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Grey Daze: A Lance Underphal Mystery
by Michael Allan Scott


Kindle Edition published 2015-03-29
Bestseller ranking: 167157

Product Description
An IAN Book of the Year Finalist and featured on NBC's Daytime Show, the third book in the Lance Underphal Mystery series is part of a new breed of supernatural thrillers which can be read and enjoyed in any order. Based on real events, this is one of those dark, disturbing novels that keeps you turning pages.
 
Download the sample or use the "Look inside" feature for a FREE E-book offer.
 
It's a mystery- Something is wrong. As Lance Underphal pads softly across the cold flagstone, he hears her weeping. She is on her knees, hunched over in the middle of the room, her back to him, facing the dark fireplace. Something is very wrong. Lance wants to rush to her, but can't. In a hoarse whisper, he says, "Callie?" She lets out a mournful wail from deep within as she turns, their infant son in her arms, blue and still. He reels from the blow. How can this be? They don't have a son.
 

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Messages - grahampowell

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1
The Book Corner / Re: Harlan Ellison's story collections - which one?
« on: October 10, 2013, 08:48:11 AM »
DEATHBIRD STORIES is generally considered his masterpiece, and I'd start there.  I HAVE NO MOUTH AND I MUST SCREAM is also really good.  If you're looking for an overview try THE ESSENTIAL ELLISON, though I am not sure that's on Kindle.

He edited a couple of anthologies called DANGEROUS VISIONS and AGAIN, DANGEROUS VISIONS that are supposed to be some of the best ever assembled.

2
The Book Bazaar / Re: YELLOW MEDICINE: NOW ON KINDLE
« on: February 03, 2012, 04:01:09 PM »
I read this book when it came out in paperback, and I'd say it's DEFINITELY worth 99 cents.  Possibly even $2.99!  I'd say that even if there wasn't a character named "Graham" in there.  Check it out, it's a good book.


Graham

3
My own choices for collections / anthologies would be:

The Deathbird Stories by Harlan Ellison.
Trouble Is My Business by Raymond Chandler
The Mammoth Book of Private Eye Stories editor by Bill Pronzini

That last one pretty much sums up 20th century PI writing from the 20s up through at least the 60s.


Graham

4
The Book Corner / Re: A Question For Men Only
« on: January 20, 2012, 01:48:40 PM »
The novels I read are mostly by men, but that's because men mostly wrote the hardboiled novels of the 40s through the 60s that I enjoy.  But even back then there were women who wrote that style, and whose work I enjoy, such as Leigh Brackett and "Vin Packer" (Marijane Meaker).

Lately I've been reading a lot more traditional English mysteries, and it's pretty tough to get too far into those if you don't read women.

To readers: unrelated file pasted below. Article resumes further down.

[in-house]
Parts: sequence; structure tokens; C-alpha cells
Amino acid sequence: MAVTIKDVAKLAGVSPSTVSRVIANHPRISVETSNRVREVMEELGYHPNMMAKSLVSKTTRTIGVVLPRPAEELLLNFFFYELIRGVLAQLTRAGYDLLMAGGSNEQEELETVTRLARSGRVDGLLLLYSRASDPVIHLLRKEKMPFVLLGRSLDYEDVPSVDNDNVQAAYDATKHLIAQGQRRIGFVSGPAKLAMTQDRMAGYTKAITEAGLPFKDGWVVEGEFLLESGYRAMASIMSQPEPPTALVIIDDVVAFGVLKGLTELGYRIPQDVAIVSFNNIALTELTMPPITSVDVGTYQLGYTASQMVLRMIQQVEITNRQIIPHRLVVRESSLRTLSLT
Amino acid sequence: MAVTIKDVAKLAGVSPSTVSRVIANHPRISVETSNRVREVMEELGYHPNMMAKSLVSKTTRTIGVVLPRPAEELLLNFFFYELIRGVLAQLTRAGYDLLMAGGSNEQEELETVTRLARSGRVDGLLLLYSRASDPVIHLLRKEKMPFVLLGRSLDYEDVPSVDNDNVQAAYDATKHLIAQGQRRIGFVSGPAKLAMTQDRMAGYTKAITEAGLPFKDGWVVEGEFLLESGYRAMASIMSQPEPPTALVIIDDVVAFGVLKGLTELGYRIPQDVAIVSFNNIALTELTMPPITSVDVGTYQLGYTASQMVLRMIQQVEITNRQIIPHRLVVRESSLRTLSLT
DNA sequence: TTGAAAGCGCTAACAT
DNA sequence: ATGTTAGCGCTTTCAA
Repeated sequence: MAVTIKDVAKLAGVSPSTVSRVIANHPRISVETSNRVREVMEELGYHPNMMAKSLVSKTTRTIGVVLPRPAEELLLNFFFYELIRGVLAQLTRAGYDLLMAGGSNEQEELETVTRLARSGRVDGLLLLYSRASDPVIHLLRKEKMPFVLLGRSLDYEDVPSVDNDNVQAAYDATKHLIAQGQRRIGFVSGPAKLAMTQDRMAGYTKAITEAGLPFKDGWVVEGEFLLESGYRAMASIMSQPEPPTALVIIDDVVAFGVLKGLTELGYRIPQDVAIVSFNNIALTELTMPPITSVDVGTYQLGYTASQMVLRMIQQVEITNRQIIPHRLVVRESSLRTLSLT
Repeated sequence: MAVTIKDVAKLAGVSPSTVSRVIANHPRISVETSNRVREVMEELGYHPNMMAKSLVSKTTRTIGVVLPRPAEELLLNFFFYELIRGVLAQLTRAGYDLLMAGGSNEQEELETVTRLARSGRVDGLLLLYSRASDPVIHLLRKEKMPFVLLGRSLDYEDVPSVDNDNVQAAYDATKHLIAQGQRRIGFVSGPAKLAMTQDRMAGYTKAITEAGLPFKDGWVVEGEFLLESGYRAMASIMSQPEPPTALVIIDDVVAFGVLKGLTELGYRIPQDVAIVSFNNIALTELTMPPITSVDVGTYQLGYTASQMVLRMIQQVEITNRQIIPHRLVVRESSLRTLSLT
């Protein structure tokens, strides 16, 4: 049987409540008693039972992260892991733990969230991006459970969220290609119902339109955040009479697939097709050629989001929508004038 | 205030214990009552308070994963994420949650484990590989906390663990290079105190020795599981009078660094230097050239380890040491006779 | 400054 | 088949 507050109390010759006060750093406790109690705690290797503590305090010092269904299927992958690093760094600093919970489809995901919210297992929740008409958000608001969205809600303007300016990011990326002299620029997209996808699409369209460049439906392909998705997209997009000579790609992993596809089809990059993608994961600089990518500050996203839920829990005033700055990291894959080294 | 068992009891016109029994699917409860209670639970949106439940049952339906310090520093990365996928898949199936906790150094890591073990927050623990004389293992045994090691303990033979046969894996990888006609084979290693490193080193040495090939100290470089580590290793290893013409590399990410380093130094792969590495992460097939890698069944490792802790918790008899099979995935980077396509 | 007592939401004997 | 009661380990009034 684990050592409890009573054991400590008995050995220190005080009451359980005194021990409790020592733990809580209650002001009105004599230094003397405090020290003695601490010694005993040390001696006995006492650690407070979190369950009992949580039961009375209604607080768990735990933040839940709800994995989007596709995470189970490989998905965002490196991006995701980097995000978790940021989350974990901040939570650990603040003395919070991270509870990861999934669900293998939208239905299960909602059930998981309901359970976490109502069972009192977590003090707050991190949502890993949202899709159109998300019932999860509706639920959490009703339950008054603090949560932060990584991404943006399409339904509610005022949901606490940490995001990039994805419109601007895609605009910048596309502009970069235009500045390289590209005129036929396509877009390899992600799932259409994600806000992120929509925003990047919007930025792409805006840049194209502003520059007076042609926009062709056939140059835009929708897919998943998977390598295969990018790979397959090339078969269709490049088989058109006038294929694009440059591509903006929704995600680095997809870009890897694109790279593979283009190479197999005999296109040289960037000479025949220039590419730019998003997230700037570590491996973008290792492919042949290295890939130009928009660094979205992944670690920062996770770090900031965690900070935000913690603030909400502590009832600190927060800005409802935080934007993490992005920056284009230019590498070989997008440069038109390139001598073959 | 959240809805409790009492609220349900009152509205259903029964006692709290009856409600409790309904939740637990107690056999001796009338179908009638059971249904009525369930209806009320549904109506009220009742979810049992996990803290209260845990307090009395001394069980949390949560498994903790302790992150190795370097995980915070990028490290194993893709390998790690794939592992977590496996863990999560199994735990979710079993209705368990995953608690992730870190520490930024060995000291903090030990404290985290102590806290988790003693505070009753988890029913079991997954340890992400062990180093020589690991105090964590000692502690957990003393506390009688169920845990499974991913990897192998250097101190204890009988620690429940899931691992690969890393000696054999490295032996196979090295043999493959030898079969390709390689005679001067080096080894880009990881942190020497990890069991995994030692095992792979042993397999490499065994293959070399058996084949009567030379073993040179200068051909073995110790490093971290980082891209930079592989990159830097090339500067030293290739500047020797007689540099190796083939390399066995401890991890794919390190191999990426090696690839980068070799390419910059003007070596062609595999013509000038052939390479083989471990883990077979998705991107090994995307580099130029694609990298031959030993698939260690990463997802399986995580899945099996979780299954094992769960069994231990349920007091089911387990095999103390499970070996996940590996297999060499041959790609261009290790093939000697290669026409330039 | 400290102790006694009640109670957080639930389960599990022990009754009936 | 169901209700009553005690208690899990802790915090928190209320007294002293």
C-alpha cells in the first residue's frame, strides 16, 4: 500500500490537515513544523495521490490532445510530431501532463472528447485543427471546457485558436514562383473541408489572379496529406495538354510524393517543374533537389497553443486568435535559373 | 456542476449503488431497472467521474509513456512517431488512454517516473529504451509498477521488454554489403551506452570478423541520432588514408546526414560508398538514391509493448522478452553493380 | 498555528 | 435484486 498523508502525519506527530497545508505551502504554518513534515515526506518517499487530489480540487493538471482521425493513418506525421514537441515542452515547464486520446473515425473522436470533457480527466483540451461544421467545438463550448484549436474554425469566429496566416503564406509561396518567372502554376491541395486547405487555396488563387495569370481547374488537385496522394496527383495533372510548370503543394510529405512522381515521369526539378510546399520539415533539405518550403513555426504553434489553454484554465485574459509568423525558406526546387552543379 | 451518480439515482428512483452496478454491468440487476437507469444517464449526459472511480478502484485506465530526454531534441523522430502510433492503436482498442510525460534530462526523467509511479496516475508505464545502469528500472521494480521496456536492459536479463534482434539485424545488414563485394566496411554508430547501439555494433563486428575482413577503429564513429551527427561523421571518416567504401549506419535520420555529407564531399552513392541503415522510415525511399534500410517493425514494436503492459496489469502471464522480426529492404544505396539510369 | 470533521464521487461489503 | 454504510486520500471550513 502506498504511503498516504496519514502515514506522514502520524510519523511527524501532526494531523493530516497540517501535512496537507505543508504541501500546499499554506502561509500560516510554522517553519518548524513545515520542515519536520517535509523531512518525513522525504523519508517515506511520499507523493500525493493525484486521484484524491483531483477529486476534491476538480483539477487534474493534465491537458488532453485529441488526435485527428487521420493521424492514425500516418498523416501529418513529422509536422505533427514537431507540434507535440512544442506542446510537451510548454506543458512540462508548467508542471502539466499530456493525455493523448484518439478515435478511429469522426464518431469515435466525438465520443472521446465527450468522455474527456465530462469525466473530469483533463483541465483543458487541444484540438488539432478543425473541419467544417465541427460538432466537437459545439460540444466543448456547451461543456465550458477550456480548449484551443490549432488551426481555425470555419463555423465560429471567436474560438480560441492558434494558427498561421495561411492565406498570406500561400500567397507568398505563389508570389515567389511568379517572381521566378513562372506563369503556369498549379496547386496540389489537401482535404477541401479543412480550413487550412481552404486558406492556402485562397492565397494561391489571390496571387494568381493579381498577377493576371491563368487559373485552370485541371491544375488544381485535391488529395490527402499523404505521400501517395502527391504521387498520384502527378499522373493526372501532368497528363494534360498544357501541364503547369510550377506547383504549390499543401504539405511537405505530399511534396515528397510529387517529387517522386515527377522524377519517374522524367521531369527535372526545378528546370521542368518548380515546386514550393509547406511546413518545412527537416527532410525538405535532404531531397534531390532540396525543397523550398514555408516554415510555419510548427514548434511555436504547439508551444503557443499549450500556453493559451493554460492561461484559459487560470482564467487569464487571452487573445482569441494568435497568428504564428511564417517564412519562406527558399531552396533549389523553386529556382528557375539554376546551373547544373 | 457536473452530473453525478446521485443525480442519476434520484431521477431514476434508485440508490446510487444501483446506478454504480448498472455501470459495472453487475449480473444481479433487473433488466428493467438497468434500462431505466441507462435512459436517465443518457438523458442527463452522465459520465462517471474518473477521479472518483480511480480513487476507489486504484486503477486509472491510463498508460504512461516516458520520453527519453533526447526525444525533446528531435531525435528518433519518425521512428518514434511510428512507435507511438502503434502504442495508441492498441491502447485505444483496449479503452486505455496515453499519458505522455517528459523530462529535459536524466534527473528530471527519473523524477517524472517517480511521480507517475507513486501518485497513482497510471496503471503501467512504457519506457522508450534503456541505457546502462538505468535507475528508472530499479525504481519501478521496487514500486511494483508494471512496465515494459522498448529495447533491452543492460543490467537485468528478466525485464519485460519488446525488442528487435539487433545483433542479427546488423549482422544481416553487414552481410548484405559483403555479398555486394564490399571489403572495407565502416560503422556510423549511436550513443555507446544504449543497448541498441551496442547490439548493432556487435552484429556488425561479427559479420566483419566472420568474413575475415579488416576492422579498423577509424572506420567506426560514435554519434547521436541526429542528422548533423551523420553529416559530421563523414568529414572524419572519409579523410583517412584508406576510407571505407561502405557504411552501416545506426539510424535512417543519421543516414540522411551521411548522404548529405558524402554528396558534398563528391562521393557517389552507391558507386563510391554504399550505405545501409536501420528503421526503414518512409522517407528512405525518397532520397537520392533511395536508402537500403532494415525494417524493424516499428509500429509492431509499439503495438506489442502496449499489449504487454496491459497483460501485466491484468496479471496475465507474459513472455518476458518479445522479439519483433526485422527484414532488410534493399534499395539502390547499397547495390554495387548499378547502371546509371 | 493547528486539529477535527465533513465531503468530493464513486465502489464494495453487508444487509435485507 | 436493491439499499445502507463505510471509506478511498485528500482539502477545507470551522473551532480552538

Graham

5
The Book Corner / Re: What is your favorite line in literature?
« on: January 20, 2012, 01:46:04 PM »
From One Day in the Life of Ivan Denisovitch by Aleksandr Solzhenitsyn, after we learn that Ivan spent 3,653 days in the gulag:

"The three extra days were for leap years."

Doesn't sound like much, but coming at the end of the novel it reinforces that the State took everything away from you.



Graham

6
The Book Corner / Re: How do you feel about sex in mysteries?
« on: January 20, 2012, 01:40:00 PM »
It's all fun and games until someone winds up dead.

7
The Book Corner / Duane Swierczynski's FUN AND GAMES on sale today
« on: October 20, 2011, 02:55:54 PM »
The Kindle version is now $1.99, marked down from like $13.99.  I've read a lot of his other stuff - it's really good - and I've just started this one.  It's pretty good so far, too.




Graham

8
The Book Corner / Re: Unforgettable Mystery Climaxes
« on: October 06, 2011, 09:14:00 AM »
The best mystery ending I've ever read was to a book called THE RED RIGHT HAND by Joel Townsley Rogers (not available on Kindle, sadly).  Throughout the book there are clues that the narrator himself is the killer.  At the end, as he sits and tries to puzzle out what happened, he hits upon a theory that, at first, sounds like self-justifying lunatic ramblings.  But then he finds a tiny bit of evidence, and the theory actually begins to make sense.

An odd and compelling ending to an odd and compelling book, though not for everyone's taste.



Graham

9
The Book Corner / Re: L.A. Noire books
« on: October 04, 2011, 12:21:17 PM »
Some fairly prominent young mystery writers contributed to this, including Duane Swierczynski and Megan Abbott.  The editor is Jonathan Santlofer.


Graham

10
The Book Corner / Re: Looking for Good Western Novels
« on: October 04, 2011, 12:08:02 PM »
There's a writer named Elmer Kelton with quite a few of his books on the Kindle.  I've heard good things about THE GOOD OLD BOYS, but many of them are worth reading.



Graham

11
Writers' Cafe / Re: I almost chocked on my chips!
« on: October 04, 2011, 12:04:42 PM »
I'm not offended when I see an ebook priced like this, but since sales seem to be very sensitive to pricing, you have to wonder how many this author is going to sell.

One thing to remember about ebook pricing is that ebooks only save on "marginal" costs - that is, costs for each unit after the first one.  The book still has to pay off a large sunk cost, i.e. the effort involved in writing it.  I can't recall offhand how much of the price of a printed book is the actual artifact that you hold in your hand, but I believe it's around 50% and maybe even less.

I believe that ebooks in general have to sell many more copies than print books to earn the same money for the author, and not just by cutting out the middleman.


Graham

12
The Book Corner / Re: Favorite Michael Crichton?
« on: September 29, 2011, 09:19:13 AM »
I think I liked CONGO better than most.  The scenes where they're holding their campground against a freakin' GORILLA ARMY were pretty cool.  And ANDROMEDA STRAIN still holds up.